Tuesday, 21 September 2010


"Daniel Boone seems to have been the only one of these hunters to whom the wilderness especially appealed. Consequently, for many years he made frequent trips into the territory, staying as long as two years on one occasion, and winning the title of The Long Hunter. Boone was alone on many of these trips, never seeing the face of a white man, but frequently meeting roving bands of Indians. From a cave in the side of Pilot Knob in Powell County, he could catch glimpses of the joyous sports of the Shawnee boys at Indian Fields; and from the projecting rocks he feasted his eyes on the herds of buffalo winding across the prairie".
This was written in 1913. Is this where the term Long Hunter came from? And if so, can it be applied to anyone as it is so often done today?
"the common name of the country, known to all, was Kan-tuckee (kane-tooch-ee), so called by the Indians because of the abundance of a peculiar reed growing along the river, now known as pipe-stem cane".
," Boone easily persuaded a company of men to come with him to the wilderness and to bring their families. The journey was tedious. Those on foot went ahead and blazed a trail for the few wagons, pack horses and domestic animals, and killed game to furnish meat when the next camp should be struck at nightfall. It was a courageous, jolly party that thus marched through Cumberland Gap, and blazed a way which has since been known as Boone’s Trail. Hostile Indians had to be  fought along the way, and several of the party were slain, among them being Boone’s son. An Englishman, also, was killed, and his young son was adopted by Boone and thereafter known as his own son".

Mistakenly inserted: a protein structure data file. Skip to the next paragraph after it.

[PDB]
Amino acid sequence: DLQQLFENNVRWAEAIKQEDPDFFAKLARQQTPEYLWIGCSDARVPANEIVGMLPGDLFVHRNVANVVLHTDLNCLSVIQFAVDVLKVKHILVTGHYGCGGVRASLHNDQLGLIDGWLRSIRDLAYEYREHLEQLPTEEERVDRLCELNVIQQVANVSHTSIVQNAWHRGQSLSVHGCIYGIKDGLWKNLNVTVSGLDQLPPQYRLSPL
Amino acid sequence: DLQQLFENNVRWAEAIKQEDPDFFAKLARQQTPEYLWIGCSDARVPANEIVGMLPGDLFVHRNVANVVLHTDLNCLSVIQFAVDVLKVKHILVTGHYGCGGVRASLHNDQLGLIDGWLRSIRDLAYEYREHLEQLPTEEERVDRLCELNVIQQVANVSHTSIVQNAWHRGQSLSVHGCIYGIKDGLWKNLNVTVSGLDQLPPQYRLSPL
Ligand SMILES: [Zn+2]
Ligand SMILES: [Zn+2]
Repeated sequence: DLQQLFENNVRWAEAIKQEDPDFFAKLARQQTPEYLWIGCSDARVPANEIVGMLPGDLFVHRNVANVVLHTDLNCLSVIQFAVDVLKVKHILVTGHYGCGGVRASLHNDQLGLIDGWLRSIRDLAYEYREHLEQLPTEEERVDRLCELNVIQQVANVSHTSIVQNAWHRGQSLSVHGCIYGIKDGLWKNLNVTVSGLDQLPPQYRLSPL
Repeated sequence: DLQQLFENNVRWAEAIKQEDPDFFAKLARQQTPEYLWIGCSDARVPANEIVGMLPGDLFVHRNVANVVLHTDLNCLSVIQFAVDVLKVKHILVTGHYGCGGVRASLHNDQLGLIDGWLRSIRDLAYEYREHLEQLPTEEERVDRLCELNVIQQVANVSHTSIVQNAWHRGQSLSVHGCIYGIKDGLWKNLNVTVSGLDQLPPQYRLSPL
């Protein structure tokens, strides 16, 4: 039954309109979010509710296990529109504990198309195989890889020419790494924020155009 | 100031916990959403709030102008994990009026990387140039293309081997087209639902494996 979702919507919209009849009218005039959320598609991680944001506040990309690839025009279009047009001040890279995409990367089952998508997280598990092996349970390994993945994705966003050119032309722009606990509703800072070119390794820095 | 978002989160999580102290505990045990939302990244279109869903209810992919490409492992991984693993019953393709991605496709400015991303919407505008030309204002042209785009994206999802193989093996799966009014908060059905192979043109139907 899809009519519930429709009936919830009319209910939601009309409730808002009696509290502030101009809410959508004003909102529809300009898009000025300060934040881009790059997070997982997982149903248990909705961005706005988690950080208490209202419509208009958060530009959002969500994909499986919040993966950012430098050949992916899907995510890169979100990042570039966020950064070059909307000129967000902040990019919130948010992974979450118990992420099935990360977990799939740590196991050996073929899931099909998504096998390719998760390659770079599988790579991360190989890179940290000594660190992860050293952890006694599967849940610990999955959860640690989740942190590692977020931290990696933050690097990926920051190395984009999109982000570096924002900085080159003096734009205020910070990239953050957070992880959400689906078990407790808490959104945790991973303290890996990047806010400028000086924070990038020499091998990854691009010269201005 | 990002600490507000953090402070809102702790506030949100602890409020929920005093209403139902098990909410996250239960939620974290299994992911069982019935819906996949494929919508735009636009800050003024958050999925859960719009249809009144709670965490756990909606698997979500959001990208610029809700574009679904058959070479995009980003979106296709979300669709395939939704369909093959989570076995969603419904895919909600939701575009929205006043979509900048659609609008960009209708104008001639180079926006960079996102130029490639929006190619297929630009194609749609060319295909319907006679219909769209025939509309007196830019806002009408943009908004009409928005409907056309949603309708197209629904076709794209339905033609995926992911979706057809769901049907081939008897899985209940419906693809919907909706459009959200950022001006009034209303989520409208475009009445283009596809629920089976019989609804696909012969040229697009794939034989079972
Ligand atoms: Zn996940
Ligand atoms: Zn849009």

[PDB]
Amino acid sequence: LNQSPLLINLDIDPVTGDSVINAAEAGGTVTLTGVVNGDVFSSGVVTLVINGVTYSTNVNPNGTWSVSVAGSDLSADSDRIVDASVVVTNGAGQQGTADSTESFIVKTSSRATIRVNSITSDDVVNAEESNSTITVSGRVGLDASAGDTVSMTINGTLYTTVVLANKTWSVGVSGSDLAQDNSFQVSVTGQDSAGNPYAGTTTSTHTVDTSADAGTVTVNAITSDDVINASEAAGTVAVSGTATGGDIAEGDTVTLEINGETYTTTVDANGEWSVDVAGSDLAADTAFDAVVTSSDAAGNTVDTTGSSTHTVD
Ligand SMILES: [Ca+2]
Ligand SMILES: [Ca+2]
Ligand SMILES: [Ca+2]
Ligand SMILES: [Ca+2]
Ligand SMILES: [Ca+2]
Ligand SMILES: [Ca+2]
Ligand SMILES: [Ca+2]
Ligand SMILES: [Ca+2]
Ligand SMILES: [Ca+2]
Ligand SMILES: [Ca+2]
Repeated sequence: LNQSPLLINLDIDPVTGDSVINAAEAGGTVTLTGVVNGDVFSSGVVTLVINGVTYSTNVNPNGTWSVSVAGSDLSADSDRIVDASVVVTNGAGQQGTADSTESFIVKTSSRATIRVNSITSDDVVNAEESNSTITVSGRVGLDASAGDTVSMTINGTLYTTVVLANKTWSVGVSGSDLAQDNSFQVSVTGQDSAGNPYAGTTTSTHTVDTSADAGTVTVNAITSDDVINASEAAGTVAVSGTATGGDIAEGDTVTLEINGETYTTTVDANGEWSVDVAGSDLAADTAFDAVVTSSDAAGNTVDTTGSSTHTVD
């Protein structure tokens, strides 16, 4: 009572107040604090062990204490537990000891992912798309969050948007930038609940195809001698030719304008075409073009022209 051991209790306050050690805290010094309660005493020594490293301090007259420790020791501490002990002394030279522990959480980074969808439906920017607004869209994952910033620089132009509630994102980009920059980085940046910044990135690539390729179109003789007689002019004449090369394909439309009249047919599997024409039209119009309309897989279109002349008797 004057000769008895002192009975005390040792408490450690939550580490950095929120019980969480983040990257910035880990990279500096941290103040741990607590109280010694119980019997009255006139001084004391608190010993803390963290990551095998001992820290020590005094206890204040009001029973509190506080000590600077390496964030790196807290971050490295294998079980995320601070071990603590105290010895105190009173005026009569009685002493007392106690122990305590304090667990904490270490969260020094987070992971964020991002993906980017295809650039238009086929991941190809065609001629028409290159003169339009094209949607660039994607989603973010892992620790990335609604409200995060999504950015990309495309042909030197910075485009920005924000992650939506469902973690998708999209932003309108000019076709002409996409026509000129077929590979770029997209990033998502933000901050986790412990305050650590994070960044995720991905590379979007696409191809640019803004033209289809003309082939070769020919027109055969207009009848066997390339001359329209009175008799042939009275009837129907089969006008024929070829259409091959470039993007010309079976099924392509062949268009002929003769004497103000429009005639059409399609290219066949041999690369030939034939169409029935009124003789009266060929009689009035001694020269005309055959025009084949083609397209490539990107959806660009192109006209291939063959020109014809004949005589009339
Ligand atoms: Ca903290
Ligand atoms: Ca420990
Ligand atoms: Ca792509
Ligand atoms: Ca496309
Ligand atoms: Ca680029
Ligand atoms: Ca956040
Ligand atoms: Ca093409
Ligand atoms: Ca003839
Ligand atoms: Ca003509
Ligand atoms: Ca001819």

"The party passed the present site of Richmond in Madison County, and reached a point on the Kentucky River, in 1775, where Boonesborough was built. The site selected was a broad, level stretch of land, with the river to the north, and high hills to the south. This particular spot was selected because of a fine spring of water, and high hills that could be used for sentinel towers, inclosing fine level ground for cultivation. The settlers cut trees and constructed a stockade in the form of a hollow square. It was from this fort that Rebecca Boone and the Calloway girls were stolen by Indians while boating on the Kentucky River".

The Story of Kentucky

By R. S. Eubank, A. B.



Copyright 1913, by F. A. Owen Publishing Co.

Taken from the Gutenberg Files. 


Gorges Smythe said...

Actually, Boone was a bit of a late-comer to Kentucky, he just made a bigger impression on folks than most previous longhunters. Perhaps his stories made the difference.

Le Loup said...

Good point Gorges, more food for thought.